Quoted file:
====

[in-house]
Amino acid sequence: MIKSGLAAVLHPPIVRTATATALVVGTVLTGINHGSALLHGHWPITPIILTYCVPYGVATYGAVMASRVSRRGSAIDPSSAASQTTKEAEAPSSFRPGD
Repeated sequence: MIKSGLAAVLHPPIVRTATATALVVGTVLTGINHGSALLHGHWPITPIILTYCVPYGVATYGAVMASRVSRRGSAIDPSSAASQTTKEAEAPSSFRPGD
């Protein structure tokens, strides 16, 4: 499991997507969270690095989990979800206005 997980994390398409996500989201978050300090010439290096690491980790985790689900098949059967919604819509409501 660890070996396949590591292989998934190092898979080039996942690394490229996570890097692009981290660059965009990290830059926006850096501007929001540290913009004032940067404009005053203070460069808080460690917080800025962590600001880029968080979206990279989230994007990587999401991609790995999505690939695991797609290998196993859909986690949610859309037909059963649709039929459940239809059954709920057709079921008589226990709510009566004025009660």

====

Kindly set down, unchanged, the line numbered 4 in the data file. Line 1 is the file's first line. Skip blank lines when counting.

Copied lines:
């Protein structure tokens, strides 16, 4: 499991997507969270690095989990979800206005 997980994390398409996500989201978050300090010439290096690491980790985790689900098949059967919604819509409501 660890070996396949590591292989998934190092898979080039996942690394490229996570890097692009981290660059965009990290830059926006850096501007929001540290913009004032940067404009005053203070460069808080460690917080800025962590600001880029968080979206990279989230994007990587999401991609790995999505690939695991797609290998196993859909986690949610859309037909059963649709039929459940239809059954709920057709079921008589226990709510009566004025009660």